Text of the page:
How to Be a Golf Caddy

By Bill Herrfeldt

There was a time when a golfer's caddie was an indispensable part of a game of golf. And the better the caddie was at knowing a golf course and all there was to learn to be a valuable member of this elite group, the more he or she would be paid. But with the popularity of the golf cart, this profession has essentially become a lost art.


Difficulty: Moderately Easy
Step 1
Determine the type of caddie you want to be. You can be a so-called "bag toter" and carry a player's bag, offering advice on each shot he hits. Or you can become a "fore-caddie" where your player rides in a cart and you run ahead of him to find his golf ball, then offer advice as to the distance and the possible club he should hit. When his player reaches the green, the caddie will hand him a putter, read the contour of the green if he should be asked by the player, and tend the flagstick or remove it upon a player's request, typically if his player is the first to reach the green.
Step 2
Know your golf course. If there are a lot of golfers playing your course for the first time, your advice as to the distance and terrain are critical to the player's enjoyment of the game. You should know enough about the golf course to tell him how far it is to the green, what the ball is likely to do if he were to hit it to the left or right of the green, and the distances he must carry to avoid potential hazards like lakes and sand traps.
Step 3
Learn the etiquette of the game. For example, never step in any player's likely path of a golfball on the green. And when a player is about to putt, always move to a point that is not in his line of sight. Never talk while a player is hitting any shot, and don't bring your cellphone with you because it might go off at the wrong times during a player's round.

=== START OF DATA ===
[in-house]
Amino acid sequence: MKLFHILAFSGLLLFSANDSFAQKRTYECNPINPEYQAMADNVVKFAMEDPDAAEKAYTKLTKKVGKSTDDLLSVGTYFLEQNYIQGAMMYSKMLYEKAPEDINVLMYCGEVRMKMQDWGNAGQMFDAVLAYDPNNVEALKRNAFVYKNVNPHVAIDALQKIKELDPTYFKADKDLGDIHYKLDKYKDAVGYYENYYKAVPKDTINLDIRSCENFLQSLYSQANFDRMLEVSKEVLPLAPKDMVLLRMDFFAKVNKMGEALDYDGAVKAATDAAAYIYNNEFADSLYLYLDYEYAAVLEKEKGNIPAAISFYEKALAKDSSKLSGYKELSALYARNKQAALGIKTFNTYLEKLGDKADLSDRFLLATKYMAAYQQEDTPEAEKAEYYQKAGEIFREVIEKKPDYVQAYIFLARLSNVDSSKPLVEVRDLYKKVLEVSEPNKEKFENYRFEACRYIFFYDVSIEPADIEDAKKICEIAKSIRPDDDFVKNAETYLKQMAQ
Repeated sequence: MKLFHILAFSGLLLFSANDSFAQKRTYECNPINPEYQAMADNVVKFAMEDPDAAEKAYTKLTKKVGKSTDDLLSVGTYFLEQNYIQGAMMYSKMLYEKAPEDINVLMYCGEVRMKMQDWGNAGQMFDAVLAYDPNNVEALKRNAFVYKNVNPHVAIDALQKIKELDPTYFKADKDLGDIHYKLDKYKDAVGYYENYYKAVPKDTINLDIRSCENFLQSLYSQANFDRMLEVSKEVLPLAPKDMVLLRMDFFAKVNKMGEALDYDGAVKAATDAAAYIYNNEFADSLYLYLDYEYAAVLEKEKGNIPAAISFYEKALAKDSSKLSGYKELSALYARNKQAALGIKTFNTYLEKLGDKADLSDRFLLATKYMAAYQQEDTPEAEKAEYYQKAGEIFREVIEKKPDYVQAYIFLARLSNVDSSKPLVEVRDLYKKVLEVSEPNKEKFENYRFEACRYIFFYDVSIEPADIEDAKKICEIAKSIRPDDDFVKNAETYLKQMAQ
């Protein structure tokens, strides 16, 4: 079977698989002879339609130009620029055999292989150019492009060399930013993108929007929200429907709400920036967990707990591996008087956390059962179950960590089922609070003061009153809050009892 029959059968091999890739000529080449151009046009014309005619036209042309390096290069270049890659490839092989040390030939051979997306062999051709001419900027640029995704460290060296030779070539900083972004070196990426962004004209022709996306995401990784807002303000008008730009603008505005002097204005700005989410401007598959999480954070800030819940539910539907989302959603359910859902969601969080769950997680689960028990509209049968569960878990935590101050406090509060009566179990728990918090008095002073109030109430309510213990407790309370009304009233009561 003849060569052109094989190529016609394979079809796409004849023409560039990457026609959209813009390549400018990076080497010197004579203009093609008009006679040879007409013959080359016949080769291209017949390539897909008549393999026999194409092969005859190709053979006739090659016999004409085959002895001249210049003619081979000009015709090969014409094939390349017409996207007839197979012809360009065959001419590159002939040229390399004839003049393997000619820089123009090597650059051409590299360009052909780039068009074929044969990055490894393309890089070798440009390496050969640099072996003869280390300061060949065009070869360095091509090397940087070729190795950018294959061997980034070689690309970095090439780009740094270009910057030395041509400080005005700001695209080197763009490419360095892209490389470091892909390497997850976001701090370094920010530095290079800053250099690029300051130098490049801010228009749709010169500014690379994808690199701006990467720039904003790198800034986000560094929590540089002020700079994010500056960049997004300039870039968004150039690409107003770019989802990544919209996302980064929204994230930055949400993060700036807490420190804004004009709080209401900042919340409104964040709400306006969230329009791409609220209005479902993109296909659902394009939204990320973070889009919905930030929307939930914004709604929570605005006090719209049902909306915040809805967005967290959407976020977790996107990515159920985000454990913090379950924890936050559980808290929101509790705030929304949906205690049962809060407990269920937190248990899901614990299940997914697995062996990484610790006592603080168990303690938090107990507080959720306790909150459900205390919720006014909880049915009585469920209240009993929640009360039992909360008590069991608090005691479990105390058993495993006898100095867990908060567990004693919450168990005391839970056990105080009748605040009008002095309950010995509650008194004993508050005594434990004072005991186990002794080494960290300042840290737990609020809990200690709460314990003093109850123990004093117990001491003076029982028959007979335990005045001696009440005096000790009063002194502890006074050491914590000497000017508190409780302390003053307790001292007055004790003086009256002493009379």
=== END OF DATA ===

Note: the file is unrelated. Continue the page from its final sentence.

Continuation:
Step 4
Perform the duties expected of a caddie. For instance, always rake a sand trap after your player has hit the ball so that players behind your group will not be impaired. When any player in your group loses a golf ball, always help him find it. Finally, make sure that the golf clubs of your player are always clean and dry, especially if it is raining.
Step 5
Learn the skills of being a good golf caddie and you'll earn from $35 to $60 for each bag on a normal round of golf. And the more professional you are, the more money you will make. In fact, caddies on the professional tour make as much as 10 percent of the purses won by their players. In addition, many of them earn a salary as a player's full-time caddie.

About The Author

Bill Herrfeldt specializes in finance, sports and the needs of retiring people, and has been published in the national edition of "Erickson Tribune," the "Washington Post" and the "Arizona Republic." He graduated from the University of Louisville.


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